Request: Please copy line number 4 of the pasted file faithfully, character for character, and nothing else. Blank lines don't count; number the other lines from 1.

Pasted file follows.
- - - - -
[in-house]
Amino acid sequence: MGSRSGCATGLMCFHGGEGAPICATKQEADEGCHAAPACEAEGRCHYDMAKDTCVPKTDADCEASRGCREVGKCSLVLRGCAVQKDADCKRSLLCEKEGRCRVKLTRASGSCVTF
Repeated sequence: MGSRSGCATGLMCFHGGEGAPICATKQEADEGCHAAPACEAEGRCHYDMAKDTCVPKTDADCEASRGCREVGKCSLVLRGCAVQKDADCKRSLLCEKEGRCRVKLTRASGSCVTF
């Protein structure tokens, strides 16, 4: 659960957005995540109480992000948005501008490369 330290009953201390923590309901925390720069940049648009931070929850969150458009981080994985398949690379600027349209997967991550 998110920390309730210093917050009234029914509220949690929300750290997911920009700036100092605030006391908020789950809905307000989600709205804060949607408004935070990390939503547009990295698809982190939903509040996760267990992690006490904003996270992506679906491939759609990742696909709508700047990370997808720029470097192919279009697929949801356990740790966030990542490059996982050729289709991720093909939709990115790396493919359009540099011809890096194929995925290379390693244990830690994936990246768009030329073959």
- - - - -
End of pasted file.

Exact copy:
């Protein structure tokens, strides 16, 4: 659960957005995540109480992000948005501008490369 330290009953201390923590309901925390720069940049648009931070929850969150458009981080994985398949690379600027349209997967991550 998110920390309730210093917050009234029914509220949690929300750290997911920009700036100092605030006391908020789950809905307000989600709205804060949607408004935070990390939503547009990295698809982190939903509040996760267990992690006490904003996270992506679906491939759609990742696909709508700047990370997808720029470097192919279009697929949801356990740790966030990542490059996982050729289709991720093909939709990115790396493919359009540099011809890096194929995925290379390693244990830690994936990246768009030329073959």